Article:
Migration habits are used to determine subtle changes in calendar periods. It is not necessary to be a biologist to understand basic bass behavior.

Water temperature controls bass behavior, thus controlling the calendar periods. The lower the water temperature, the lower the basses’ metabolic rate, need for food decreases and sizes of food decreases. As water warms, food need increases, food sources increase and bass move into shallower water to seek abundant prey available during warm water periods. Bass first follow schools of small bait fish into bays, spawn, regroup at inside bay points, then scatter along the weed-line, shoreline until Fall when the water begins to cool, Bass then move onto major points, begin to school and feed on bait fish schools, following the thermocline out into mid-lake for the winter cold water period.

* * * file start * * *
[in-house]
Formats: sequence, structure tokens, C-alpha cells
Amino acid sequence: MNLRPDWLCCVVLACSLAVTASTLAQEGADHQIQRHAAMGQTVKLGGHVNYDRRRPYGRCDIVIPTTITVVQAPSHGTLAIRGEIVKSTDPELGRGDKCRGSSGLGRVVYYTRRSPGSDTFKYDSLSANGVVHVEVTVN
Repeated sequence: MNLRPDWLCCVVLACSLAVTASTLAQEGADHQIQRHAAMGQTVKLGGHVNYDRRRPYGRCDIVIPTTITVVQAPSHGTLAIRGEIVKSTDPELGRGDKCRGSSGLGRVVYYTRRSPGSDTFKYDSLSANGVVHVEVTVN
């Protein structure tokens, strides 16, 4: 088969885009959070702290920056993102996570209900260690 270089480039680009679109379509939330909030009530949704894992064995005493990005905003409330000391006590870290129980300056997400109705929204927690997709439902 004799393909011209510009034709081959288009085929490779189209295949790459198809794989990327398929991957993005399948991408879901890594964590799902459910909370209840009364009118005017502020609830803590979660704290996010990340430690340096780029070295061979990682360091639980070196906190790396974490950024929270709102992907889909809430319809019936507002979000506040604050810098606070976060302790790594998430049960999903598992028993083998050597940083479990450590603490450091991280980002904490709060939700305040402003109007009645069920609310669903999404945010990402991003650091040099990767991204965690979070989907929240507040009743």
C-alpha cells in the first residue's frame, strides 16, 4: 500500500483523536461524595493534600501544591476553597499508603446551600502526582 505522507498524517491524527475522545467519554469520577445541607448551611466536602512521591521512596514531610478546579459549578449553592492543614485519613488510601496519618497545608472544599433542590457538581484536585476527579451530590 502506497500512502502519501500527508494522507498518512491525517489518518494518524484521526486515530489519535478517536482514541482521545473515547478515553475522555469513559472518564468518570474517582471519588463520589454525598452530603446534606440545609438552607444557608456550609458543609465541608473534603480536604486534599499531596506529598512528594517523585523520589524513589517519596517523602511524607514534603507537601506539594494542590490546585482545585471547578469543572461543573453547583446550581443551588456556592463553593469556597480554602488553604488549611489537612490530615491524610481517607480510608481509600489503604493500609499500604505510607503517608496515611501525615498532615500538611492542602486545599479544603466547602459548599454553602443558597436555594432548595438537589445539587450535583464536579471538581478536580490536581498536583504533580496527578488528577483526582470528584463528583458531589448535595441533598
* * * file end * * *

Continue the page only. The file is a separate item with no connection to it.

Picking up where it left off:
Bass are most wary during the summer period when they are in shallow- water. Unfortunately, man is most active with water sports during. the same warm water period, making conditions difficult. Night fishing can be good during the summer period, because of reduced traffic and light.

Because of the pecking order, large adult bass are first to move into different calendar periods, locations and feeding zones. They stay very close to cover and seldom roam seeking prey, instead locate near prey during all periods. Do not chase small bass roaming the shore lines. Instead, observe the calendar periods and concentrate on large adult bass.

To Summarize:

Very active bass will chase and strike anything that they think will fit into their mouths. Active bass will strike almost anything, but rarely chase it more than a few feet. Neutral bass must be teased into striking using a presentation with out-of-sync (rhythm) bait motion. Negative bass must also be teased into striking using a slow, quiet presentation slightly out-of-sync. Very negative bass will rarely strike anything.

Observe your environment and fish locations that have active bait movements.